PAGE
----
Price paid: $ 732
Purchased from: gak.co.uk
Sound — 6
Unplugged, the guitar feels surprisingly loud and resonant considering how light it is. Plugged in, the stock 'Infinity' pickups seem a bit muddy, especially at the bridge. The neck pickup is very smooth, but the bridge pickup has a horrible lack of definition and the middle singlecoil is a flat and characterless unit, for occasional use only. This is an ideal candidate for a pickup upgrade; depending what you fit this guitar can manage a massive range of styles, though a decent bridge pickup is essential to get the most out of this guitar! A good starting point is the Seymour Duncan JB, which works quite well in this guitar for most rock and metal tones. Also, a decent singlecoil in the middle can achieve some passable Strat tones.
Overall Impression — 7
The S470 is a great piece of design, and is one of the most versatile guitars around. With better pickups and a good setup it'll excel at any style you choose to play, and is buoild well enough to be a five-nights-a-week workhorse. At around 400/$800 there's a massive bang/buck ratio, but be prepared to put in some work to unlock the full potential of this guitar!
Reliability & Durability — 7
Built solidly. The only causes for concern are the tuning heads and the mechanism which holds the tremolo arm, which in my case sheared off completely and needed replacement. This seems to be a rare problem though and in general it's a dependable, giggable guitar.
Action, Fit & Finish — 6
It's all good quality stuff, the machineheads are a bit flimsy (you won't be using them that often anyway) but the input jack and switches are rock-solid. The build quality's excellent for the price too, with uniformly neat frets and a snug fit in the neck pocket. Ibanez's 'ZR' trem is a superb bit of engineering! Okay, if you're after non-stop Vai style whammy madness, an Edge Pro would beat it, but for most moderate users it's ideal. Tuning holds well even on compound bends, but you can still pull off all the major whammy tricks without any drama. If you use it a lot, removing the tremsetter will give you a fully floating bridge, but for a lot people this isn't worth the extra hassle. It's a great step up for people used to Vintage style non-locking trems, too. The S470, like most Ibanezes, plays best with a medium-low action and for the average player is highly playable, perhaps even inspiring. The rosewood board is a little on the dry side, but it's a nice player. The jumbo frets and flat radius make it good for technical styles, but it's capable of a lot more besides. All in all, quite a lot of guitar for under 500.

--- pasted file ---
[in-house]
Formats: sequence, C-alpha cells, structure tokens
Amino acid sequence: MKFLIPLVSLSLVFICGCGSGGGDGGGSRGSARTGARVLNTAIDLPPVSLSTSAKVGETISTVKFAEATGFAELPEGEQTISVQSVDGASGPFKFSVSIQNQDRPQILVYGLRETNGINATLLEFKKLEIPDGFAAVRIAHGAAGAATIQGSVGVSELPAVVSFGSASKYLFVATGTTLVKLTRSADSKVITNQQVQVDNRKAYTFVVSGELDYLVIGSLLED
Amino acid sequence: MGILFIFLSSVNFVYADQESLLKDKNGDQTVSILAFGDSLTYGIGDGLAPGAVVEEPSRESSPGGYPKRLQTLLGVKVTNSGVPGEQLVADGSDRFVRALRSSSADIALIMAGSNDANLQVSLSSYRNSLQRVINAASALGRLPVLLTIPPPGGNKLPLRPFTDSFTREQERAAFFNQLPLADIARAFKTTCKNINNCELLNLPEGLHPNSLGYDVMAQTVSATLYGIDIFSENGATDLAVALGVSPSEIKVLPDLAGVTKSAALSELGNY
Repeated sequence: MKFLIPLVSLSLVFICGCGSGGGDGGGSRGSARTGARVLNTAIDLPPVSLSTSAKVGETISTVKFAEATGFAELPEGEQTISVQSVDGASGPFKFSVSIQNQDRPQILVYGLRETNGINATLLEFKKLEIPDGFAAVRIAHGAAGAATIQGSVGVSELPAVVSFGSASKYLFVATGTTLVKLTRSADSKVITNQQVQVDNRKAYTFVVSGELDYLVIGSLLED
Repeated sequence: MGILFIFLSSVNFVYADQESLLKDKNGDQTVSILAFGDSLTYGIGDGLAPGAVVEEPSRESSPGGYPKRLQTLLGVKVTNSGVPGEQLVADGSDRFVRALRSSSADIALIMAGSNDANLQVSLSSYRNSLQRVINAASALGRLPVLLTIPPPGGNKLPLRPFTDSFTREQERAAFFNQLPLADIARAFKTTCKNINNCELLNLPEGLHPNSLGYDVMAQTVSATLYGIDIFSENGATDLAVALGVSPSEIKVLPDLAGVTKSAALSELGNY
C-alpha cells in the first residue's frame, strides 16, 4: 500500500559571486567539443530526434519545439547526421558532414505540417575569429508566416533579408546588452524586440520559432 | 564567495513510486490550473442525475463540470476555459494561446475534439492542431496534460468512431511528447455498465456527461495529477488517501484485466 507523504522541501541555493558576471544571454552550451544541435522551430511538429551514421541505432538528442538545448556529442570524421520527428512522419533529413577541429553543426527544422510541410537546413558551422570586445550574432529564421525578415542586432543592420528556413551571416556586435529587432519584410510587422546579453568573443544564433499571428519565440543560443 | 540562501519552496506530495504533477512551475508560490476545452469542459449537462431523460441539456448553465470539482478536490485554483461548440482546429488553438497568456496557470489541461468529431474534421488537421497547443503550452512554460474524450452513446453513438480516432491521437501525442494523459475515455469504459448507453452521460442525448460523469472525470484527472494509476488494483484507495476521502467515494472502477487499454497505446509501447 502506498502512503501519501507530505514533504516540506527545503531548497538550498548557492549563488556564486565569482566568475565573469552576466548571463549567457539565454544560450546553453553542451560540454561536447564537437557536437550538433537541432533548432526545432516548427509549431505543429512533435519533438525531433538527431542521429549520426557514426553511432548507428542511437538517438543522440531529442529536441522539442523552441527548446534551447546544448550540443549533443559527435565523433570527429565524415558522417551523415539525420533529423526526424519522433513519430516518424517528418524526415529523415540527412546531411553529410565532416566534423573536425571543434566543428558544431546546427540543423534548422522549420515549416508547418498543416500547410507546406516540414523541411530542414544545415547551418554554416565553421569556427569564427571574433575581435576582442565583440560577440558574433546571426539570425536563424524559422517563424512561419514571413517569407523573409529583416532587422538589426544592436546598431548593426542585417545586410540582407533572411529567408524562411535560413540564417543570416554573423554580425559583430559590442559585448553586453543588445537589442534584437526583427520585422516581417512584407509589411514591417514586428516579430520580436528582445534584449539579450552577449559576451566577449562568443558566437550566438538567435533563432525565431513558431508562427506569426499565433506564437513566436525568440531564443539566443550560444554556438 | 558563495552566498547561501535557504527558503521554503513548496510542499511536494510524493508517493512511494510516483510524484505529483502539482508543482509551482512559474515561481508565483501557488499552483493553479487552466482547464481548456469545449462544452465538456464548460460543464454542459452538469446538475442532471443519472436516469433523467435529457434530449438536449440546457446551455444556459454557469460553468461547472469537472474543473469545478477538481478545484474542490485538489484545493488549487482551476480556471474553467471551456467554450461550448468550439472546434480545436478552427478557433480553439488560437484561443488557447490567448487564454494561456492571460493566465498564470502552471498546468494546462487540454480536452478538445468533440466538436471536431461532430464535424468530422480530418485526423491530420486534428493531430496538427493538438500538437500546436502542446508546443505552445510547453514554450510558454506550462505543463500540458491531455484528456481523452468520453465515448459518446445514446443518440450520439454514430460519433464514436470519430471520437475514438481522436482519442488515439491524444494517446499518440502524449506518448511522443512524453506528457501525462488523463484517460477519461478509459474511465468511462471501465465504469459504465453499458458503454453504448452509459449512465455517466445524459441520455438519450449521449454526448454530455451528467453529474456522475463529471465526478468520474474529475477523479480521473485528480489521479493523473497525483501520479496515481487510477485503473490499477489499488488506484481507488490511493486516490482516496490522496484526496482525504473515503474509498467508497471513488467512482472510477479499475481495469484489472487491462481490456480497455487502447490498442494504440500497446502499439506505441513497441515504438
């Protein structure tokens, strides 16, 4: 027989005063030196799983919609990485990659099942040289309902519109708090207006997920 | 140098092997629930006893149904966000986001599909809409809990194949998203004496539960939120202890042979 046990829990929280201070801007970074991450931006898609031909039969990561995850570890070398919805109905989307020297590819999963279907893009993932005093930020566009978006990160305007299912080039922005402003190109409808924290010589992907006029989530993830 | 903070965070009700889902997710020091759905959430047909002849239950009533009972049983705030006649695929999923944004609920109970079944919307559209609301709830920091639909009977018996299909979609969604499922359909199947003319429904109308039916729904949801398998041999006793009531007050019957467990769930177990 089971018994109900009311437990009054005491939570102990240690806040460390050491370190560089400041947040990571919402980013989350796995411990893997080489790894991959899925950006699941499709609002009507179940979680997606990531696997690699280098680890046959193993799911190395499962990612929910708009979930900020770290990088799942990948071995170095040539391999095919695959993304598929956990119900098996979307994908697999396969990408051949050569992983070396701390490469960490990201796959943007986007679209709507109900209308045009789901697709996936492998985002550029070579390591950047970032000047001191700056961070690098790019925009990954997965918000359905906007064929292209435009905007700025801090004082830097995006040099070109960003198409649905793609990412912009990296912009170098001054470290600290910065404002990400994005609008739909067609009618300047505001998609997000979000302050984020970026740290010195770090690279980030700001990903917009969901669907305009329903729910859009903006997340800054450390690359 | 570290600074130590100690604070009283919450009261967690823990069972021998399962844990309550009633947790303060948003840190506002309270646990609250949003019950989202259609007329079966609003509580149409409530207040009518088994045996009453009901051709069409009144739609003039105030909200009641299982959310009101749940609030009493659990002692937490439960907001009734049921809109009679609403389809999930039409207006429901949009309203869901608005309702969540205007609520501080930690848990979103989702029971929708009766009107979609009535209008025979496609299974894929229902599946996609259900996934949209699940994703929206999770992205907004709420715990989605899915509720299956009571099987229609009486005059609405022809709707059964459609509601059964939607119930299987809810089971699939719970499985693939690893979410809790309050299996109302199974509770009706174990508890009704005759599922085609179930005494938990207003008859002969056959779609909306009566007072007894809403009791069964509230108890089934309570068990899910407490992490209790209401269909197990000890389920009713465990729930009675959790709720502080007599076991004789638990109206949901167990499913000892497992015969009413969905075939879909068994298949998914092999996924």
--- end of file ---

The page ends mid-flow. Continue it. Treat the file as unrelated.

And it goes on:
Features — 7
2004 model. Standard S-series setup; HSH 'Infinity' ceramic pickups with a 5-way switch, Ibanez 'Zero Resistance' ball-bearing trem with built-in tremsetter. The slim body's made up of three pieces of mahogany with a quilted maple veneer, and the neck is a maple/rosewood 'Wizard II'. Basically it's an S470 with binding and better cosmetics, almost all comments apply equally to the S470 and S470DX!